It is this shift in mindset that the past few weeks seem to have ushered in India. Trade and cultural exchanges will not change the fundamental nature of the Communist regime in China. New Delhi’s decision to exclude Chinese companies from critical strategic sectors, government tenders and high-end technology is the beginning of a long-term process of trade and technology decoupling from China. Much like along the LAC, this too will be a long haul, but there seems to be hardly any alternative, and perhaps, just perhaps, the shock of the recent incidents will propel our political establishment to speak in one voice on the challenge posed by China.

Prime Minister Narendra Modi’s address to the nation and beyond during his visit to Ladakh last week was one of the clearest articulations of this new resolve. He cast aside India’s traditional sloganeering gobbledygook by squarely underscoring the point that India’s quest for peace should not be viewed as a sign of weakness, and that India is committed to preserving its sovereignty. He made it clear that Chinese expansionism will have to be dealt with head on. This message for China could not have been clearer.

The larger global environment has also been evolving to India’s advantage. Modi’s pro-active diplomacy of the past few years has made it possible for him to demand and get support from India’s global interlocutors at a difficult time. And China’s own actions have made a robust push-back a real possibility. The US has deployed two of its aircraft carriers to the South China Sea’s waters, and Japan has conducted naval drills with India at a time of high Sino-Indian tensions. These are signs of how major powers around the world have rallied to India’s side. From Australia to the Association of Southeast Asian Nations member states, all are responding to Chinese aggression with alacrity. There is a better understanding around the world today of the challenge India faces in managing an overtly hostile China. Even Russia, which is shaping a close relationship with China, has responded much more favourably to Indian concerns than expected. This is as much a function of the changing global realities as it is of New Delhi making it clear to the rest of the world that it remains ready to fight its own battles.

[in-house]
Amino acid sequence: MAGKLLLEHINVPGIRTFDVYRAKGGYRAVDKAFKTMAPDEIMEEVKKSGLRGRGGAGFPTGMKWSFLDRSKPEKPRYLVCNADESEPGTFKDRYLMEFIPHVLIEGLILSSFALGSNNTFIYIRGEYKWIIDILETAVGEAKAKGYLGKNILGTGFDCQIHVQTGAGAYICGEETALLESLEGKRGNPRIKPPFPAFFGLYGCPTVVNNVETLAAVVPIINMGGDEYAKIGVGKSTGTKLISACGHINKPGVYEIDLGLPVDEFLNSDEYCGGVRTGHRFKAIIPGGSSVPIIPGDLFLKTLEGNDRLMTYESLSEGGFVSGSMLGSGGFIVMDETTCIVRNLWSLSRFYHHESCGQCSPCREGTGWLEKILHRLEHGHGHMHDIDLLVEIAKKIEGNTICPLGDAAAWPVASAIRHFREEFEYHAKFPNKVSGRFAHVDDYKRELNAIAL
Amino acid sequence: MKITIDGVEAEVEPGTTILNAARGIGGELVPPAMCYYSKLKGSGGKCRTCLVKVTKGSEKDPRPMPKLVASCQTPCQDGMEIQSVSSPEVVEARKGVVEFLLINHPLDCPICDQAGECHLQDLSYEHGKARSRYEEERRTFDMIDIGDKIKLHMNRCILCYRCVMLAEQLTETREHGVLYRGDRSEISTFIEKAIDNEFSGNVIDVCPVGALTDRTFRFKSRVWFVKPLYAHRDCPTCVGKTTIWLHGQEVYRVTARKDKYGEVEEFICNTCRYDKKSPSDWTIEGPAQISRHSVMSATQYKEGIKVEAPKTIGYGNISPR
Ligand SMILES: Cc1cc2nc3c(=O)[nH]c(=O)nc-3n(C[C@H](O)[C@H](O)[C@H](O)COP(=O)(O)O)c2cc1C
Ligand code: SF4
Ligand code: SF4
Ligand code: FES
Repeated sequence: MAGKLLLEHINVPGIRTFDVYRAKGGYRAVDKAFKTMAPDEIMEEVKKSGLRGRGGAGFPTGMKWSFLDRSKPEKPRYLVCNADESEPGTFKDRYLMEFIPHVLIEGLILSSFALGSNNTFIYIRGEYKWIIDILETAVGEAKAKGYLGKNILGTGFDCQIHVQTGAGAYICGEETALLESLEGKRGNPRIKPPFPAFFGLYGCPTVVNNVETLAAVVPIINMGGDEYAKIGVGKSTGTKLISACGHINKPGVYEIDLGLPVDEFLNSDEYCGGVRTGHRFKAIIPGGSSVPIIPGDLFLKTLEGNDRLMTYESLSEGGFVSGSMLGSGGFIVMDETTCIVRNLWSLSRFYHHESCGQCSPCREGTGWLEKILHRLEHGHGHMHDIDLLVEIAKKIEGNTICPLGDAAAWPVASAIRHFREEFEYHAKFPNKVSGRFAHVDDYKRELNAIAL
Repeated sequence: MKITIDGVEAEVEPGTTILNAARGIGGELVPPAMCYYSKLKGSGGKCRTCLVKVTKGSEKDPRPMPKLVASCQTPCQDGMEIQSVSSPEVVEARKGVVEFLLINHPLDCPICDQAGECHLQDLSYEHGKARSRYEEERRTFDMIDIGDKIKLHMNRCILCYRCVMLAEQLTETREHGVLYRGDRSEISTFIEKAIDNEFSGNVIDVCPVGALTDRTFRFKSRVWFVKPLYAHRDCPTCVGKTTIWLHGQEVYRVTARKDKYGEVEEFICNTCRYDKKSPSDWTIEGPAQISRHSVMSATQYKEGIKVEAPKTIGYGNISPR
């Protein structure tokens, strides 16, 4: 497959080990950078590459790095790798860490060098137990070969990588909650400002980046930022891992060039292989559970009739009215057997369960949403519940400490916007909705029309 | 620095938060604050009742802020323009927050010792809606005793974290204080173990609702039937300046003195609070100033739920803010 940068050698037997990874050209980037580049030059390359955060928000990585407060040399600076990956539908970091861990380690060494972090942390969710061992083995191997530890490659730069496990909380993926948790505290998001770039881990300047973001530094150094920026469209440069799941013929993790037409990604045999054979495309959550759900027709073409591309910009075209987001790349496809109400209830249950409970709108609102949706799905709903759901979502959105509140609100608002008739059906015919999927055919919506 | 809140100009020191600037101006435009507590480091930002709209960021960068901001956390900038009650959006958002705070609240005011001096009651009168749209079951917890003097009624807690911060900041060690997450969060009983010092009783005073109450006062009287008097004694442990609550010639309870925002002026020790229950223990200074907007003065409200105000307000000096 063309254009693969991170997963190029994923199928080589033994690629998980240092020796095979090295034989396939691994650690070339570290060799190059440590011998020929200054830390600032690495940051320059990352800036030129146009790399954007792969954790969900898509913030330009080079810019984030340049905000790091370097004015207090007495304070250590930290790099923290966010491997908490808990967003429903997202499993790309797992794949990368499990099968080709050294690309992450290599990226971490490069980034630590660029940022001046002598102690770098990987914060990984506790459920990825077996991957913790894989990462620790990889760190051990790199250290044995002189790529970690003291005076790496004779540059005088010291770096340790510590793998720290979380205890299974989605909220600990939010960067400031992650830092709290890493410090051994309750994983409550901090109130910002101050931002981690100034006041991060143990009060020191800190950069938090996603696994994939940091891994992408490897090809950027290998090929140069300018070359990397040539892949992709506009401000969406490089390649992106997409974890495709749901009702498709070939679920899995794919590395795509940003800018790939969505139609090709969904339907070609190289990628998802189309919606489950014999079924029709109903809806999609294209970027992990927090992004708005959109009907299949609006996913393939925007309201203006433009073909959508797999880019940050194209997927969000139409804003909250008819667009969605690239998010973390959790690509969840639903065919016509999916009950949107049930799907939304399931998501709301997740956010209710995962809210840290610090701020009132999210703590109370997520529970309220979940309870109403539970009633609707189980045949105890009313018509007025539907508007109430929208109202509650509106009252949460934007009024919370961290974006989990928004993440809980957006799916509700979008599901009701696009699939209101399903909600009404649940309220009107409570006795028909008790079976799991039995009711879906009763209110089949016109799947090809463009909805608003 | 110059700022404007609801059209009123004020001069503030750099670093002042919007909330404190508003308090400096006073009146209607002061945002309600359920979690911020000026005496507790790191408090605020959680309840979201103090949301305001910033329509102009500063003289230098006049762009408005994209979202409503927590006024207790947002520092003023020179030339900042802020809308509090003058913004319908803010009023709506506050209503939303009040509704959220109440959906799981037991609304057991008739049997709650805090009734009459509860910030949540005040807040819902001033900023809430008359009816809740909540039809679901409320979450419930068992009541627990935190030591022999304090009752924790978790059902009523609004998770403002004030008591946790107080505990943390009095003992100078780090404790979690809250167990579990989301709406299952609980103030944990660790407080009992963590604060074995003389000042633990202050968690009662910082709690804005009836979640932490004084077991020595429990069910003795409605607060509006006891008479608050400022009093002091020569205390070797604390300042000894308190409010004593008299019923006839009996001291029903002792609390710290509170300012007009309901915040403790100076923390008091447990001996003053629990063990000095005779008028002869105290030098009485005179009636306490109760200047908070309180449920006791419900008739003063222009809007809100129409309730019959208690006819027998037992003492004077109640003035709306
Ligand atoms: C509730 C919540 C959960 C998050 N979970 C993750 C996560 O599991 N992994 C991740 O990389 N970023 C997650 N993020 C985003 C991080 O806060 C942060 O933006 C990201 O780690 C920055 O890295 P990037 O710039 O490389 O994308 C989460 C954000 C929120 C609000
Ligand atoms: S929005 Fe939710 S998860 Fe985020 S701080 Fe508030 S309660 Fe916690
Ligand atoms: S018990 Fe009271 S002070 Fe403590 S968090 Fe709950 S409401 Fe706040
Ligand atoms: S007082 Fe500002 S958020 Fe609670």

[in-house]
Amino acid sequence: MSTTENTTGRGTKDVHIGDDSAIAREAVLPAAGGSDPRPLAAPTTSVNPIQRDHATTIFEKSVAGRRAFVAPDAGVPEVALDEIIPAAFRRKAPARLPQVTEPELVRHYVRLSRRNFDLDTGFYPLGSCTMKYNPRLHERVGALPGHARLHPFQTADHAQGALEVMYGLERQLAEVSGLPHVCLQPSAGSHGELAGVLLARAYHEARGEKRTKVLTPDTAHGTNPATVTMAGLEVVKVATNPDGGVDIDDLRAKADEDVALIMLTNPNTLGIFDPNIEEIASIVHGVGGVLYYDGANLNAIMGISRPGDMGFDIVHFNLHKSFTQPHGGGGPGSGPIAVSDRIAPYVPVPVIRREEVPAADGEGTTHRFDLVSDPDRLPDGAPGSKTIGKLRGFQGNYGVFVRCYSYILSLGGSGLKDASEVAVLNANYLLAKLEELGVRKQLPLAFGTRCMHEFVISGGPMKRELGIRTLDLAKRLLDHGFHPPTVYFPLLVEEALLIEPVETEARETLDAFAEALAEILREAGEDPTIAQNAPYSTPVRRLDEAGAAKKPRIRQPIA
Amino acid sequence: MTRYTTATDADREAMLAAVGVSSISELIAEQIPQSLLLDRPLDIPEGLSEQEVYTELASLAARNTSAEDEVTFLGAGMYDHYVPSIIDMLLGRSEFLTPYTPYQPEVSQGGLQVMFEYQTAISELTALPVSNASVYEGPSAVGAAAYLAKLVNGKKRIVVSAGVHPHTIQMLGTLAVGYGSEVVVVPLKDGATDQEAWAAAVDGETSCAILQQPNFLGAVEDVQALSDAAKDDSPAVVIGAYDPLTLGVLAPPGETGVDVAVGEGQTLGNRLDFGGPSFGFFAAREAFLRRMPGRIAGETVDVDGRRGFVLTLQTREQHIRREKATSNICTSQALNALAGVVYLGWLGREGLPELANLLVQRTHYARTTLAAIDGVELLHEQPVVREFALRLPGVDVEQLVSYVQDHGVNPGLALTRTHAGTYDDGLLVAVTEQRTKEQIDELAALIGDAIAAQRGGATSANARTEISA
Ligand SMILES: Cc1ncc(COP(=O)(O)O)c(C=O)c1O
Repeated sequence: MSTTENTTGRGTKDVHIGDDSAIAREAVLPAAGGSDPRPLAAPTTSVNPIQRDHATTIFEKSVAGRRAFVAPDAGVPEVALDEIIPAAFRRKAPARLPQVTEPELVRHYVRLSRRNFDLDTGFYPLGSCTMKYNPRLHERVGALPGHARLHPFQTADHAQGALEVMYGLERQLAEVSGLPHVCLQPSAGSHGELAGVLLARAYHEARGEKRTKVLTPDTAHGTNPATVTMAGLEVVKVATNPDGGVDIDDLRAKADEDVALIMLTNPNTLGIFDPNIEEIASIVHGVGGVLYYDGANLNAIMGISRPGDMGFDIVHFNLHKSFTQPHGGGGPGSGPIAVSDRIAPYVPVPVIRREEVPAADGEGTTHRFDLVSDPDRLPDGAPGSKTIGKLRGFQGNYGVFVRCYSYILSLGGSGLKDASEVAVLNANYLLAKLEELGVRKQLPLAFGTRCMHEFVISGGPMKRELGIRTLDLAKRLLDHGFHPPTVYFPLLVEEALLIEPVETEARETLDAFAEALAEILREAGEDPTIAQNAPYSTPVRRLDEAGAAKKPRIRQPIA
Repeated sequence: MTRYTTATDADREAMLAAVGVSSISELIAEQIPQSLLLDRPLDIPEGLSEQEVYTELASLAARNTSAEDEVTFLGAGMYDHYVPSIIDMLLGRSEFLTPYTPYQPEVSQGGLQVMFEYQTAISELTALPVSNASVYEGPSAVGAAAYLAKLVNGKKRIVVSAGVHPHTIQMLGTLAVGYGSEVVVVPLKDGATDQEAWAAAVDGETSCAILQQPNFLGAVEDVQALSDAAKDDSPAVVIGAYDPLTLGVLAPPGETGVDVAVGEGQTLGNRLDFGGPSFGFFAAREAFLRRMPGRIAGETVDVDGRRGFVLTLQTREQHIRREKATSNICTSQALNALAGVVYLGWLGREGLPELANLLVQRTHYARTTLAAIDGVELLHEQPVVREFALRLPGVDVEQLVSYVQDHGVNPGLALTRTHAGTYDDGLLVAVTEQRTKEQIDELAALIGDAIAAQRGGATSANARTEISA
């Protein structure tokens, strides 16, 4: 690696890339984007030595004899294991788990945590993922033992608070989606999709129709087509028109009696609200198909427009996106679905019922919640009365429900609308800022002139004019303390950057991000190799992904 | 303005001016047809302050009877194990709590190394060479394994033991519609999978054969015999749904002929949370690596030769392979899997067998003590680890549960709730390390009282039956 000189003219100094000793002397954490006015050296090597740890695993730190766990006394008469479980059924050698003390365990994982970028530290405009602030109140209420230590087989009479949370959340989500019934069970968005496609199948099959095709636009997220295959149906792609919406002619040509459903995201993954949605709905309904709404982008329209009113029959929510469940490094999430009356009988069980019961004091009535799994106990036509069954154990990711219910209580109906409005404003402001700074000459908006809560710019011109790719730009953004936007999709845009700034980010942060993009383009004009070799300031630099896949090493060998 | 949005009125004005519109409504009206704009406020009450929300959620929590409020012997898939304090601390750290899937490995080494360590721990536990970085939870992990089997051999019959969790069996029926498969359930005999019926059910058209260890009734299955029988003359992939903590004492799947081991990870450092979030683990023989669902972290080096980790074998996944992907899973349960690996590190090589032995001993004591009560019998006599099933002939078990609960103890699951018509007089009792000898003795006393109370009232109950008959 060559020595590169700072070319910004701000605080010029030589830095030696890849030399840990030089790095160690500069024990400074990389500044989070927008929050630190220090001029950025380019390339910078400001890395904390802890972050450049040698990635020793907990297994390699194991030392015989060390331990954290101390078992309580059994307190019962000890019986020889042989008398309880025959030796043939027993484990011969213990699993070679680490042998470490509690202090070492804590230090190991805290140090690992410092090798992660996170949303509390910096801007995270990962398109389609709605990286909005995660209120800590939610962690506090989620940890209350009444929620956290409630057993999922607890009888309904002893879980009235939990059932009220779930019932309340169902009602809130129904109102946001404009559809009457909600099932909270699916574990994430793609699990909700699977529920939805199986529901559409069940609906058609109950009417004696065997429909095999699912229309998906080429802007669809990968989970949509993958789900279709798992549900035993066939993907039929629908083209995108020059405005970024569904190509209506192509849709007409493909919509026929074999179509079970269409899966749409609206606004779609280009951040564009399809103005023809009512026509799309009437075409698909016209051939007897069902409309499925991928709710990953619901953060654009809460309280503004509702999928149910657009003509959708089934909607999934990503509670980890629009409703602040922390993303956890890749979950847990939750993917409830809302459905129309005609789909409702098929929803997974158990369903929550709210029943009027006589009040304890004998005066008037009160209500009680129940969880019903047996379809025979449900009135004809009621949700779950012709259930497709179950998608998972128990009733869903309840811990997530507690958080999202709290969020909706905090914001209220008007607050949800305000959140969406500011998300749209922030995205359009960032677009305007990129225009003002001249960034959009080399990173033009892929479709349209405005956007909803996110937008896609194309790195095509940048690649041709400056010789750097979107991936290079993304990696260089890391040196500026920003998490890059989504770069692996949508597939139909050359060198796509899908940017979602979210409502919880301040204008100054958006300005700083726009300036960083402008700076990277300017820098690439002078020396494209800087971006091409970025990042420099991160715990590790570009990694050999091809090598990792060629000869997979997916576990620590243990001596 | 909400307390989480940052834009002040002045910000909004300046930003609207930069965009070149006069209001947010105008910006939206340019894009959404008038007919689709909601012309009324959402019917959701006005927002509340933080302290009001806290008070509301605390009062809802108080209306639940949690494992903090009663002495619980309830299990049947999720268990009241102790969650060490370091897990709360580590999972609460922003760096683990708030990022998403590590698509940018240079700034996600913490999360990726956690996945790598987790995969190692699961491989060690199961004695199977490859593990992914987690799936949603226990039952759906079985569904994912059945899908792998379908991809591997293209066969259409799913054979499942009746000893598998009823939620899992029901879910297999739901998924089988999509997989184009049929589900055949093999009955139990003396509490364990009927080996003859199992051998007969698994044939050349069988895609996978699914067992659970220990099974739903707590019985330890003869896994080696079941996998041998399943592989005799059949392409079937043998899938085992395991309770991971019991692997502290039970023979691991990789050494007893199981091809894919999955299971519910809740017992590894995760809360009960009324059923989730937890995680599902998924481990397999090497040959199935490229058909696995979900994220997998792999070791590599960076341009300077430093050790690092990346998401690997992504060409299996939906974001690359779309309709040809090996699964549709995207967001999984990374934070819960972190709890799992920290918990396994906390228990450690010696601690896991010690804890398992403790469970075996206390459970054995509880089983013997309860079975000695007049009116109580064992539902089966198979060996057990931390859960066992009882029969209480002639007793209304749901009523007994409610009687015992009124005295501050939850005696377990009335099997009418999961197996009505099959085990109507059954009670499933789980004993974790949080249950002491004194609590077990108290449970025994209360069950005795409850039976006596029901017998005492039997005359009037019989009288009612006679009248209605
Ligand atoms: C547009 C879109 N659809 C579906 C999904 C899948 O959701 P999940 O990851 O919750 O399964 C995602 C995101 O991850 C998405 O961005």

Yet, this is not the end; it is just the beginning of a new era, one in which new terms of engagement are being set by powers big and small. New Delhi too will have to take the current recalibration of its ties with China to its logical conclusion. China’s recent actions have clarified Indian choices. Indian policymakers can either go in for radical measures in an attempt to narrow the power differential with China, or decide to bumble along, much like their predecessors, until the next Doklam or Galwan crisis erupts. And erupt it will, because that’s in the very nature of Chinese power aspirations. New Delhi will have to drop all sentimentality for a clear-eyed assessment of Beijing’s logic of power, and formulate an appropriate response.

This commentary originally appeared in The Mint.

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Harsh V. Pant

Harsh V. Pant

Professor Harsh V. Pant is Vice President – Studies and Foreign Policy at Observer Research Foundation, New Delhi. He is a Professor of International Relations ...